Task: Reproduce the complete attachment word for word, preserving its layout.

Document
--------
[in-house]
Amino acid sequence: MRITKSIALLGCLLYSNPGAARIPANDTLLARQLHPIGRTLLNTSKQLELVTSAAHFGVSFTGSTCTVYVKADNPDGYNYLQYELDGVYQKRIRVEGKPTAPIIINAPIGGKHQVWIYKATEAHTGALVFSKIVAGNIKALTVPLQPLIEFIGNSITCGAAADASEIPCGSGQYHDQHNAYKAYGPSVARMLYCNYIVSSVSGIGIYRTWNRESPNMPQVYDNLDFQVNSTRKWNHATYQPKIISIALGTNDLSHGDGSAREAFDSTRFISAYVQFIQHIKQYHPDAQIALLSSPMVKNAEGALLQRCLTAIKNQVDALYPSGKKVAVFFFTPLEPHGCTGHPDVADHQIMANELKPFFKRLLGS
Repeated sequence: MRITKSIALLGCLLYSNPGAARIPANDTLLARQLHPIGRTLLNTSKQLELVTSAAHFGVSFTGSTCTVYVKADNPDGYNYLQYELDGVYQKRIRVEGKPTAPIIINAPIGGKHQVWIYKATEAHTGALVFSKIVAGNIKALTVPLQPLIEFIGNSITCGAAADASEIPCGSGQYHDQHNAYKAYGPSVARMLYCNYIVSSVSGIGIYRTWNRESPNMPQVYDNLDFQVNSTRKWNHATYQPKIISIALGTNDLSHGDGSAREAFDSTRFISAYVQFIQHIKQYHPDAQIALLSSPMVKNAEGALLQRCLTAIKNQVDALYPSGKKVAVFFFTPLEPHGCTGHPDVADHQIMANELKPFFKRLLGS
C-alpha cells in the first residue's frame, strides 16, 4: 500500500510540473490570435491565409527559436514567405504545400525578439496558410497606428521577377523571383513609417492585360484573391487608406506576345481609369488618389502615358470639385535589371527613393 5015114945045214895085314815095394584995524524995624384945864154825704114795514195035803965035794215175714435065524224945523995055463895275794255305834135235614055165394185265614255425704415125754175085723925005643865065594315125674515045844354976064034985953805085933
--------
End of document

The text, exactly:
[in-house]
Amino acid sequence: MRITKSIALLGCLLYSNPGAARIPANDTLLARQLHPIGRTLLNTSKQLELVTSAAHFGVSFTGSTCTVYVKADNPDGYNYLQYELDGVYQKRIRVEGKPTAPIIINAPIGGKHQVWIYKATEAHTGALVFSKIVAGNIKALTVPLQPLIEFIGNSITCGAAADASEIPCGSGQYHDQHNAYKAYGPSVARMLYCNYIVSSVSGIGIYRTWNRESPNMPQVYDNLDFQVNSTRKWNHATYQPKIISIALGTNDLSHGDGSAREAFDSTRFISAYVQFIQHIKQYHPDAQIALLSSPMVKNAEGALLQRCLTAIKNQVDALYPSGKKVAVFFFTPLEPHGCTGHPDVADHQIMANELKPFFKRLLGS
Repeated sequence: MRITKSIALLGCLLYSNPGAARIPANDTLLARQLHPIGRTLLNTSKQLELVTSAAHFGVSFTGSTCTVYVKADNPDGYNYLQYELDGVYQKRIRVEGKPTAPIIINAPIGGKHQVWIYKATEAHTGALVFSKIVAGNIKALTVPLQPLIEFIGNSITCGAAADASEIPCGSGQYHDQHNAYKAYGPSVARMLYCNYIVSSVSGIGIYRTWNRESPNMPQVYDNLDFQVNSTRKWNHATYQPKIISIALGTNDLSHGDGSAREAFDSTRFISAYVQFIQHIKQYHPDAQIALLSSPMVKNAEGALLQRCLTAIKNQVDALYPSGKKVAVFFFTPLEPHGCTGHPDVADHQIMANELKPFFKRLLGS
C-alpha cells in the first residue's frame, strides 16, 4: 500500500510540473490570435491565409527559436514567405504545400525578439496558410497606428521577377523571383513609417492585360484573391487608406506576345481609369488618389502615358470639385535589371527613393 5015114945045214895085314815095394584995524524995624384945864154825704114795514195035803965035794215175714435065524224945523995055463895275794255305834135235614055165394185265614255425704415125754175085723925005643865065594315125674515045844354976064034985953805085933